Movie review: Piku

The opening credits brimming with Indian classical music originating from the stringed instruments Sarod and Sitar induce the perfect soothing of the soul, just like the calm before the impending storm. Within the next few minutes begins the scream-yell-snap roller-coaster of the main characters, played by Mr. Amitabh Bachchan (as BhaskOr Banerjee, the old Bengali stereotype with constipation issues) and Deepika Padukone (as his successful, independent but exasperated daughter Piku). The ever-continuous fights between the father-daughter on a subject almost a taboo in elite social circles seem to be testing the audience patience at first. Yet, slowly and steadily, the audience learns to empathize with the incessant bowel problems of the grumpy old man. So much so, that everytime he steps out of the toilet, most of the audience is fervently wishing for a Clean-Boweled (Thanks to the IPL hogging the TV, I can come up with new terms like this!!) But, if that were so, the story would have not had much to offer us…

The story revolves around this tense yet endearing father-daughter relationship. The hypochondriac father leaves no stone unturned to seek her daughter’s help for the simplest of health problems, she be in a meeting or out on a date. He belongs to the new school of thought- which believes in a woman being financially, emotionally and mentally independent, and also does not shy away from giving them sexual independence. Unquestionably, he is the new-age dad that believes in his daughter being there for his health and emotional needs rather than having to serve total stranger in-laws after marriage. Giving this irritable old man company and most of her time is his obedient yet authoritarian, strict and rigid daughter who is a successful architect working for her own firm along with her partner. What is very interesting and novel about the character is her ability to handle her dad, ably perform her duties in spite of being a 21st generation child, and not shy away from admitting that women have sexual needs. So much so, she is completely non-apologetic and unembarrassed acknowledging her casual relationship to her family. She painstakingly attends to her father’s fictional heath demands and is not afraid to give him an earful for his silly grievances. She also understands that with him around, marriage is off cards and is prepared to face the future alone. Yes, she fumbles at times trying to juggle her personal and professional lives like a normal person and that brings more conviction to her character. Add to these brilliantly-sketched characters- a dear old house help, a loud but loving aunt, the neighboring homeopathic doctor, the Taxi-company owner whose fleet of cars Piku is unashamed to get crashed almost every day, you have a story replete with Motion and Emotion that can stand the scrutiny of the million audiences it will be served to.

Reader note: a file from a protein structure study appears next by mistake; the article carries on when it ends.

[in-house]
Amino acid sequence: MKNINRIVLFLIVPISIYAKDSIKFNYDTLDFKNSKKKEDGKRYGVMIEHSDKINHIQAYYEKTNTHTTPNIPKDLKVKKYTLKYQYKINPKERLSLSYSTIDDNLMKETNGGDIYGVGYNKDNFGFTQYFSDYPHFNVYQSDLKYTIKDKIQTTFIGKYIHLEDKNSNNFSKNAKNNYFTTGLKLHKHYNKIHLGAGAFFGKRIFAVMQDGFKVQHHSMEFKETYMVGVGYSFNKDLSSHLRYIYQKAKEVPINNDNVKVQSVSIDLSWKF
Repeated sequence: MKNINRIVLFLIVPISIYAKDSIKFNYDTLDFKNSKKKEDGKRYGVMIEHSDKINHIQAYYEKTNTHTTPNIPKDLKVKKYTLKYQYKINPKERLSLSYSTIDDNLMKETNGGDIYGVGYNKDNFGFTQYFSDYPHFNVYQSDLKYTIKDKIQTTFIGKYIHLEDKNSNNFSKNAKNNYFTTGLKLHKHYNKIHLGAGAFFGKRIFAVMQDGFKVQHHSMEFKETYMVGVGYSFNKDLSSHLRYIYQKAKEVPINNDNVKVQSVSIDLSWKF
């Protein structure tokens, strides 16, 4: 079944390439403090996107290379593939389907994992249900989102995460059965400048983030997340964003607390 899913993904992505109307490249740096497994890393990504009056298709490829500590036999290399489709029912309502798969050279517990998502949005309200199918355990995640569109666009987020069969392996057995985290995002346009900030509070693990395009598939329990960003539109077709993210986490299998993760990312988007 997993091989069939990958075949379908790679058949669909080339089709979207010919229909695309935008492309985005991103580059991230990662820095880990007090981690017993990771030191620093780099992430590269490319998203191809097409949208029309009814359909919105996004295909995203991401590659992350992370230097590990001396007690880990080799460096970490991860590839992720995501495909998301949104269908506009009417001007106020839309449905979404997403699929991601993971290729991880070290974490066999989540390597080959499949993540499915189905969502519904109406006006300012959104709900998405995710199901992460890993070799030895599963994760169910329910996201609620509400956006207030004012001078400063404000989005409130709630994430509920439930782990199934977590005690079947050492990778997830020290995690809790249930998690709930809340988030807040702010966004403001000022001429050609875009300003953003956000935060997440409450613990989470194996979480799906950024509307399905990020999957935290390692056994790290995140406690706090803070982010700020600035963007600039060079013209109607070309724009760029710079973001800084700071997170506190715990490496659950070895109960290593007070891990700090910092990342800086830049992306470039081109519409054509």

The movie which moves at a very real pace is supported by an able background score and the journey song. The long journey from Delhi to Kolkata in the movie is abounded by dry humor, thanks to the wonderful comic timing between Mr. Banerjee and Rana. The stern female protagonist Piku finds a channel to heave out her emotional burden in the driver-cum-Taxi-company owner Rana. As the movie paces, she sheds off her inhibitions to him and gives a peek of a real, terrified daughter who fears to lose her dad to age and disease. The movie brings to realization a very cruel fact to the younger generation of having to deal with their quickly aging parents and with the associated fear of death. The importance of tending to aging parents in times when they need their children the most in also underlined. How irritable, grumpy, grouchy they may become, it is the responsibility of their children to care for them to them as long as they are alive. The parents having dealt with analogous issues while raising their own children, handling them during the pubertal and rebellious phases, the onus is on the children to return the goodwill and kindness their parents bestowed on them while they were growing up. However unreasonable they may become!

The casting is wonderfully done; the actors have played their parts so wonderfully you almost start believing the father-daughter are indeed Bengalis! The protagonists are ably supported by the side-actors, Moushumi Chatterjee playing the thrice-divorced aunt and not afraid to chide to Bhaskor about his selfishness and critical behavior is like a whiff of fresh air. Irrfan Khan, like always fits under the skin of the UP-Chowdhary with utter ease and plays his part to perfection. His subtle solutions to persistent constipation and his act of squatting make the movie more lovable.

Overall, I hate to admit, but for the first time in my life I was not offended by scatological humor (toilet-humor) which usually puts me off during real-life friendly joke sessions. The ability to deal with a frowned upon topic like this one is such an original yet relevant fashion is indeed commendable and deserves a huge applaud. For portraying a strong independent titular protagonist as a stern, caring and dependable daughter, for teaching the new generation the value of their roots and origins, for demonstrating that having a successful career does not necessarily have to go with shirking your parental responsibilities, I cannot praise the director Mr. Shoojit Sircar and and the writer Ms. Juhi Chaturvedi enough! This is one shitty-movie you have to care some shit about!! Do not miss this constipated tale, even if you have diarrhea! Awesome, awesome movie!!

Aditi’s rating:                4 /5 stars

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